March 22nd, 2010

Rainbow || Rainbow northern lights.

Writer's Block: News development

What's the first major news event that you remember hearing about as a child? Where did you learn about it? How did it impact your world view?

I can't lie, at first when I saw this question I thought, 'Bah, I wouldn't remember anything important' because I was a pretty oblivious child. Intelligent, but free-spirited and oblivious by choice.

Then I did recall what my first news event was - the one that I really understood (at least partially) by my own rite, and one that I heard about not just from my parents (which I wouldn't have paid attention to or remembered). What you have to understand is that I was the go-outside-and-climb-a-tree girl more interested in chasing butterflies than hearing what the boring adults had to tell me.

But then there was news so unavoidable that even I, sitting in my Elementary School chair drawing wolves and thinking about being bullied, couldn't miss.

We were told about 9-11. Not much, not enough to understand, but the faces of our teachers told us more than the news stations would have anyway.

What the news gave: the facts, the numbers, the story.
What we understood through our teachers' faces: adults are scared, this is bad, we have to go home, our parents are worried.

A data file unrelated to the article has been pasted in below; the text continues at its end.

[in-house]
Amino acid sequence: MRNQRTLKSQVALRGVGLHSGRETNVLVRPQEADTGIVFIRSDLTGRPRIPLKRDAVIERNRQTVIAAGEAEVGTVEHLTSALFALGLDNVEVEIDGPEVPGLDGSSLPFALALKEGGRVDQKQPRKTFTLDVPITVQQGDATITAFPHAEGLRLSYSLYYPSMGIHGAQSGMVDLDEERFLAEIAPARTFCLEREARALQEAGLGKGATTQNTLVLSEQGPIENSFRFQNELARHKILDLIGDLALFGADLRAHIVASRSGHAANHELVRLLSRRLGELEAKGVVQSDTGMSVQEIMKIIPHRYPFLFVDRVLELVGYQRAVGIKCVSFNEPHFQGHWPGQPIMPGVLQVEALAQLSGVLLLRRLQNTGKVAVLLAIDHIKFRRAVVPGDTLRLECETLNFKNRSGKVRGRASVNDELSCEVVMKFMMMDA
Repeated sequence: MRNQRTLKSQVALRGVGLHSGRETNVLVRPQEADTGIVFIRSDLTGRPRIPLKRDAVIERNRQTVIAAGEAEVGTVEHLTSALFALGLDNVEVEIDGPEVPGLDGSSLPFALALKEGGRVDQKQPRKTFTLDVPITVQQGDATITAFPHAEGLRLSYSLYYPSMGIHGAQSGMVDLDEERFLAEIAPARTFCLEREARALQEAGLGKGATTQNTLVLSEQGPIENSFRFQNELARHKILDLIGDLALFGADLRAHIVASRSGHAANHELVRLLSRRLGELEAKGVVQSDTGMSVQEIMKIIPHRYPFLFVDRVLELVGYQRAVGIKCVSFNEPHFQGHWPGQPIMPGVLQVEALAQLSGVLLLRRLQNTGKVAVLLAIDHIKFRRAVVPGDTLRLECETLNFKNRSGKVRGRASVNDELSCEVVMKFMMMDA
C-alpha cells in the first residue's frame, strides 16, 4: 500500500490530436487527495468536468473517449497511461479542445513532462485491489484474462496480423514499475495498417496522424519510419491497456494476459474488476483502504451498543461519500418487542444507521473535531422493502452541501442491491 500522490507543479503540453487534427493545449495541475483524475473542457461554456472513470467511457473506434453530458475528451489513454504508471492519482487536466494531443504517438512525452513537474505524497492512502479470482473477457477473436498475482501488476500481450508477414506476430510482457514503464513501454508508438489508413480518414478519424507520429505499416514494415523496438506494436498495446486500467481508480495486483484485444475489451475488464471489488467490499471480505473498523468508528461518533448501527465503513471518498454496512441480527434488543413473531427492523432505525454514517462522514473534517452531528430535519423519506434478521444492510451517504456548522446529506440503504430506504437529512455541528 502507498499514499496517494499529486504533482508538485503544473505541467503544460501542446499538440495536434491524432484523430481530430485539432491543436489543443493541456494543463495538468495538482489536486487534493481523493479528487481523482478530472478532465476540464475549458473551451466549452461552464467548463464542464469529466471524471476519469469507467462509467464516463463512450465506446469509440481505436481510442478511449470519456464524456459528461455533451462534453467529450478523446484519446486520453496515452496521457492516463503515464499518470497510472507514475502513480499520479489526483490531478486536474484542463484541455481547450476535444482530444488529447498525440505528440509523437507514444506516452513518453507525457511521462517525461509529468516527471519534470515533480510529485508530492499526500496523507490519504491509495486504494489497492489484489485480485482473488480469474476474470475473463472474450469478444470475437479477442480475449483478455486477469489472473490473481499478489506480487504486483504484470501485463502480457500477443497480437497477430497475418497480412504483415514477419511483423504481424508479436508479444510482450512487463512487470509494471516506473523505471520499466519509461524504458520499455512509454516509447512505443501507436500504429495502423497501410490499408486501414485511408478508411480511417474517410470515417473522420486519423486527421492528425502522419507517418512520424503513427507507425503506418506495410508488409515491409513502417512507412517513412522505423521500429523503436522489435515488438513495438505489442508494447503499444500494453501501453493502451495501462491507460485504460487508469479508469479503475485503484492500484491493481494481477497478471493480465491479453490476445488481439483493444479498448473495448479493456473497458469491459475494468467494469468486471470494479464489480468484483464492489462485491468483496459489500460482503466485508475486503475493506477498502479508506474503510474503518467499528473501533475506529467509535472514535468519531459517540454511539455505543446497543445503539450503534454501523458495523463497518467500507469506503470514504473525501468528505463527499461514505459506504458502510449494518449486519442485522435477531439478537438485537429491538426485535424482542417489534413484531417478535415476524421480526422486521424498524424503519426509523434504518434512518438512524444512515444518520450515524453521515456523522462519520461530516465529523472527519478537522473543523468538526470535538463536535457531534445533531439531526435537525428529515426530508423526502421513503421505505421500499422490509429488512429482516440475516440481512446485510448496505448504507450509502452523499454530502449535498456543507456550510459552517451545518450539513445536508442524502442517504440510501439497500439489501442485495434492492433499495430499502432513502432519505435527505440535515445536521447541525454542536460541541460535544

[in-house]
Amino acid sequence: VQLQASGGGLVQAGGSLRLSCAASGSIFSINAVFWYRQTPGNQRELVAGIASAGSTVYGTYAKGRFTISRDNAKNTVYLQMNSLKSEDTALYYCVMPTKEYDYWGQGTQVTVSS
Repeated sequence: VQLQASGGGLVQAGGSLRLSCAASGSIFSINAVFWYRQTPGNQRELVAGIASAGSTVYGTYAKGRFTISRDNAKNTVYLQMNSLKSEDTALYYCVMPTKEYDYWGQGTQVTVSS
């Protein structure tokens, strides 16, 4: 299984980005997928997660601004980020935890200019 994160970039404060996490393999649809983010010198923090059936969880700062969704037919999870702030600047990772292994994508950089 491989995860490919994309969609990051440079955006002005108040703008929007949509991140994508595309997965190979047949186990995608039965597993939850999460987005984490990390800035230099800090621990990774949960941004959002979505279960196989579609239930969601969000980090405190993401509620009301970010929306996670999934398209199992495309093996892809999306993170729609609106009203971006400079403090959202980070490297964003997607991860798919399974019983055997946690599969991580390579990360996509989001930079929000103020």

It was a blow to us. We were the oldest kids in the school, at 11 and 12. We were expected to be responsible and helpful with the younger kids in the building (4th and 5th grade to our 6th). We were shocked out of our usual thoughts (boys, girls, wondering if maths would ever really get us anywhere, wondering what the point of history was, what was for lunch, what to do for recess, being bullied and bullying) into fear and the knowledge that something was Wrong, even if we didn't know what.

I understood later that day, when I was finally off the school bus, that the adults had every reason to fear.

It struck me. I played basketball in 5th grade with another short girl, Julia. We were around the same height. She always struggled since she was never very aggressive, but I was usually the most aggressive player on the team despite my short stature. People chuckled at the two shortest girls being on the same team, working side by side.

Our coach called us the Twin Towers.

I couldn't exactly be a Twin Tower any more. I could never go back to chasing the butterflies and falling from trees precisely as I had before, either. After that day, I glanced at the television screen once in a while to know what was going on in the elusive 'adult world' because I understood that it affected me too. (And sometimes, when the adults chatted, I lent an ear and some of my attention their way.)